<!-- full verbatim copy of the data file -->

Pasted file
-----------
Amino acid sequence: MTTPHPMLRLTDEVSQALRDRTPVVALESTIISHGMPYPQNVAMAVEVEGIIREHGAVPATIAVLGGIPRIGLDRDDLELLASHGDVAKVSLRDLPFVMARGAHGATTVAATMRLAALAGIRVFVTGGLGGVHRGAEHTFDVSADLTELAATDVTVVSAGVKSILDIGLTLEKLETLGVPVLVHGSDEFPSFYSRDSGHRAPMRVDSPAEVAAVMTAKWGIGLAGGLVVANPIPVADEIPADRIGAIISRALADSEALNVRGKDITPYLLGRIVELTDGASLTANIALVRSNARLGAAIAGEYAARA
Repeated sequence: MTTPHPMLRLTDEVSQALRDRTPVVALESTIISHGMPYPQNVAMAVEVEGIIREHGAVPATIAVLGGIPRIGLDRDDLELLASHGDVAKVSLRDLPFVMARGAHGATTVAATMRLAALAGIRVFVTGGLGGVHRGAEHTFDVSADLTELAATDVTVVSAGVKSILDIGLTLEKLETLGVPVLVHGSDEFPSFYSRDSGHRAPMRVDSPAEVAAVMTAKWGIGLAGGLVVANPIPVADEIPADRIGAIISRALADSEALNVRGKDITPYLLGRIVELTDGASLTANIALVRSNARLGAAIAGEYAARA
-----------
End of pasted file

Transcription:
Amino acid sequence: MTTPHPMLRLTDEVSQALRDRTPVVALESTIISHGMPYPQNVAMAVEVEGIIREHGAVPATIAVLGGIPRIGLDRDDLELLASHGDVAKVSLRDLPFVMARGAHGATTVAATMRLAALAGIRVFVTGGLGGVHRGAEHTFDVSADLTELAATDVTVVSAGVKSILDIGLTLEKLETLGVPVLVHGSDEFPSFYSRDSGHRAPMRVDSPAEVAAVMTAKWGIGLAGGLVVANPIPVADEIPADRIGAIISRALADSEALNVRGKDITPYLLGRIVELTDGASLTANIALVRSNARLGAAIAGEYAARA
Repeated sequence: MTTPHPMLRLTDEVSQALRDRTPVVALESTIISHGMPYPQNVAMAVEVEGIIREHGAVPATIAVLGGIPRIGLDRDDLELLASHGDVAKVSLRDLPFVMARGAHGATTVAATMRLAALAGIRVFVTGGLGGVHRGAEHTFDVSADLTELAATDVTVVSAGVKSILDIGLTLEKLETLGVPVLVHGSDEFPSFYSRDSGHRAPMRVDSPAEVAAVMTAKWGIGLAGGLVVANPIPVADEIPADRIGAIISRALADSEALNVRGKDITPYLLGRIVELTDGASLTANIALVRSNARLGAAIAGEYAARA